Karl Overman: Birds and More


I got to know Al when he went to the University of Michigan in the 1970s.  Al does not view all birds as equal.  He will look at the dickey birds of the world but his heart isn’t in it.  Now raptors are a different story.  To really get his attention, give him Golden Eagles flying by a hawk watch on the Lake Erie shoreline in November or Griffon and Cinereous Vultures over the countryside in Spain in April.   Owls are a favorite of his.  On October 25, 1970, I was part of a Detroit Audubon field trip to Sarnia, Ontario and points up the Lake Huron shoreline to Ipperwash.  We were gathered together on Sarnia Bay, a built up area, looking for waterfowl.  Al detects that Starlings behind us are giving a predator call so he wanders away from the group to check a small isolated deciduous tree lodged between a warehouse and the street.  There sat a Saw-whet Owl clutching a mouse.  I have birded the Sarnia area many times over the next 39 years and have never seen another another Saw-whet there.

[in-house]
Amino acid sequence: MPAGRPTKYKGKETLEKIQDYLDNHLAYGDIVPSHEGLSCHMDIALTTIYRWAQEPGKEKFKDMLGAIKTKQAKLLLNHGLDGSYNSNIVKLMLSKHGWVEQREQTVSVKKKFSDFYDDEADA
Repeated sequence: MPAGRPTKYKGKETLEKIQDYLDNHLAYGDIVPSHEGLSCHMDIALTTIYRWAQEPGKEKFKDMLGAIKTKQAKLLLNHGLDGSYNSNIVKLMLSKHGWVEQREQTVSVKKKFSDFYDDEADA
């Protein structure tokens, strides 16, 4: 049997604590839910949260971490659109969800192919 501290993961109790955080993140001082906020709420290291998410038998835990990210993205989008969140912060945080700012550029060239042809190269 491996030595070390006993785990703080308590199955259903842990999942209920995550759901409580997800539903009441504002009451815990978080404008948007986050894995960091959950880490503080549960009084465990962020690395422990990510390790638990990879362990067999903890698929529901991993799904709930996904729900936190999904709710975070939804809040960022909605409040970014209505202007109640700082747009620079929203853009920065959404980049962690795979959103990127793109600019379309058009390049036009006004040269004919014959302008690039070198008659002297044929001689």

Al took a special interest in Barn Owls in Michigan in the 1970s and built nest boxes to place in barns and silos in Monroe County.  One night I joined Al as he looked for Barn Owls in Monroe Coumty.  We ended up seeing six Barn Owls.  Now they are gone from the state.

Al speaks fluent spanish and I was fortunate to bird with him in Columbia, Ecuador and Peru many years ago.  The photo of Al in front of the tents high in the Andes of Peru is after we had just seen Pardusco and Golden-backed Mountain-Tanager after they had been discovered only four or five years earlier.  While we were in Lima on that trip, we met up with Ted Parker who had done a birding insert on how to find these newly discovered species. He was taken aback that someone would actually undertake the arduous trip to actually try to see Pardusco et.al.  Now of course, bird tours go to see them.

Al now calls New Hampshire home.


Al Maley